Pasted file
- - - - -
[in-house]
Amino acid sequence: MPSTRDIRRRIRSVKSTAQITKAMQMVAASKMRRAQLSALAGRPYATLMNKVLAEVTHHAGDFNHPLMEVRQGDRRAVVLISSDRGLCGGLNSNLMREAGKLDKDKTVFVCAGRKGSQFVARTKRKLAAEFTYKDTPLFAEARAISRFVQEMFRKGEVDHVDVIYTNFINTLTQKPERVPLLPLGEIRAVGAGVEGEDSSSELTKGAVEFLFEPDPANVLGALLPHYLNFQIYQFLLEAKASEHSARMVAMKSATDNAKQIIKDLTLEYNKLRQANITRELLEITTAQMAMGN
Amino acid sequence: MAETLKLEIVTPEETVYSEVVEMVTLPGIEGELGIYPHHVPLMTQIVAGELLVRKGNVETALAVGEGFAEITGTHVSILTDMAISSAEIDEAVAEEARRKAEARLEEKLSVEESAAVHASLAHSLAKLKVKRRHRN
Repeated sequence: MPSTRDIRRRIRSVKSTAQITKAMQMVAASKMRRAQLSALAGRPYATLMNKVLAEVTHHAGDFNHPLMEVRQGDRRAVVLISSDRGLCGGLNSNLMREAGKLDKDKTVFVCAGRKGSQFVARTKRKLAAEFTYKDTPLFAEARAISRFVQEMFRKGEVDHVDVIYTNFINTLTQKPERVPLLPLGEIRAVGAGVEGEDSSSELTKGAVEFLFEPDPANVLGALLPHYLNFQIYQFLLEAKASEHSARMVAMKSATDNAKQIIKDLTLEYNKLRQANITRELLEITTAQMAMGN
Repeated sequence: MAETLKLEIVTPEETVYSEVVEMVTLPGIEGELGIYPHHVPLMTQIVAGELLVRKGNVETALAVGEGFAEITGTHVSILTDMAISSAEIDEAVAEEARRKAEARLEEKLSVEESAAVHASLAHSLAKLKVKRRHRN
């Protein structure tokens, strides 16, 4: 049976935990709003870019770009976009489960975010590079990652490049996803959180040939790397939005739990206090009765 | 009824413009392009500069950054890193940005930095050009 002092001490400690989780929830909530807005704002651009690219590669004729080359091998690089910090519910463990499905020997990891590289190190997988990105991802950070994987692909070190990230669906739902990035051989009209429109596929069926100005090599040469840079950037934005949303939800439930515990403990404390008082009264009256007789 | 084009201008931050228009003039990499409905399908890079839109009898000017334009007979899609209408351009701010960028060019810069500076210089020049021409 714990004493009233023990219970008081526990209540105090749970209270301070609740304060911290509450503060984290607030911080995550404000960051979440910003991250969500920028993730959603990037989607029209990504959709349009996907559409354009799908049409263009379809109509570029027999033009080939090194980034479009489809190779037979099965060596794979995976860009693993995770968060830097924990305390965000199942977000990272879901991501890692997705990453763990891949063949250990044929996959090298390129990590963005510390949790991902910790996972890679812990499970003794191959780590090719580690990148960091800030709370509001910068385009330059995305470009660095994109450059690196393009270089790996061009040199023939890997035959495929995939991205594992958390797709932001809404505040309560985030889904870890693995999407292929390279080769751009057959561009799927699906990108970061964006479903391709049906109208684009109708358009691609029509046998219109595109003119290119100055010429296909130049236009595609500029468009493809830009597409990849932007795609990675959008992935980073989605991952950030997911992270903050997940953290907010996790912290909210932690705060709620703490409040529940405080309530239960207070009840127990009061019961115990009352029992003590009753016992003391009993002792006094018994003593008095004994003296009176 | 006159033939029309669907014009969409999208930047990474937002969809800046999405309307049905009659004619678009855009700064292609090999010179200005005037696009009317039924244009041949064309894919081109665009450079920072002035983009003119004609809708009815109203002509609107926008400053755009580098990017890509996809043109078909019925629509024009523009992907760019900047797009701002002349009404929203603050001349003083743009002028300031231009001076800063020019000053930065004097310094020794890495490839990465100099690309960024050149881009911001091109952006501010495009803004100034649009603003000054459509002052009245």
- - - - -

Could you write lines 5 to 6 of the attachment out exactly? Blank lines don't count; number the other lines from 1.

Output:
Repeated sequence: MAETLKLEIVTPEETVYSEVVEMVTLPGIEGELGIYPHHVPLMTQIVAGELLVRKGNVETALAVGEGFAEITGTHVSILTDMAISSAEIDEAVAEEARRKAEARLEEKLSVEESAAVHASLAHSLAKLKVKRRHRN
């Protein structure tokens, strides 16, 4: 049976935990709003870019770009976009489960975010590079990652490049996803959180040939790397939005739990206090009765 | 009824413009392009500069950054890193940005930095050009 002092001490400690989780929830909530807005704002651009690219590669004729080359091998690089910090519910463990499905020997990891590289190190997988990105991802950070994987692909070190990230669906739902990035051989009209429109596929069926100005090599040469840079950037934005949303939800439930515990403990404390008082009264009256007789 | 084009201008931050228009003039990499409905399908890079839109009898000017334009007979899609209408351009701010960028060019810069500076210089020049021409 714990004493009233023990219970008081526990209540105090749970209270301070609740304060911290509450503060984290607030911080995550404000960051979440910003991250969500920028993730959603990037989607029209990504959709349009996907559409354009799908049409263009379809109509570029027999033009080939090194980034479009489809190779037979099965060596794979995976860009693993995770968060830097924990305390965000199942977000990272879901991501890692997705990453763990891949063949250990044929996959090298390129990590963005510390949790991902910790996972890679812990499970003794191959780590090719580690990148960091800030709370509001910068385009330059995305470009660095994109450059690196393009270089790996061009040199023939890997035959495929995939991205594992958390797709932001809404505040309560985030889904870890693995999407292929390279080769751009057959561009799927699906990108970061964006479903391709049906109208684009109708358009691609029509046998219109595109003119290119100055010429296909130049236009595609500029468009493809830009597409990849932007795609990675959008992935980073989605991952950030997911992270903050997940953290907010996790912290909210932690705060709620703490409040529940405080309530239960207070009840127990009061019961115990009352029992003590009753016992003391009993002792006094018994003593008095004994003296009176 | 006159033939029309669907014009969409999208930047990474937002969809800046999405309307049905009659004619678009855009700064292609090999010179200005005037696009009317039924244009041949064309894919081109665009450079920072002035983009003119004609809708009815109203002509609107926008400053755009580098990017890509996809043109078909019925629509024009523009992907760019900047797009701002002349009404929203603050001349003083743009002028300031231009001076800063020019000053930065004097310094020794890495490839990465100099690309960024050149881009911001091109952006501010495009803004100034649009603003000054459509002052009245």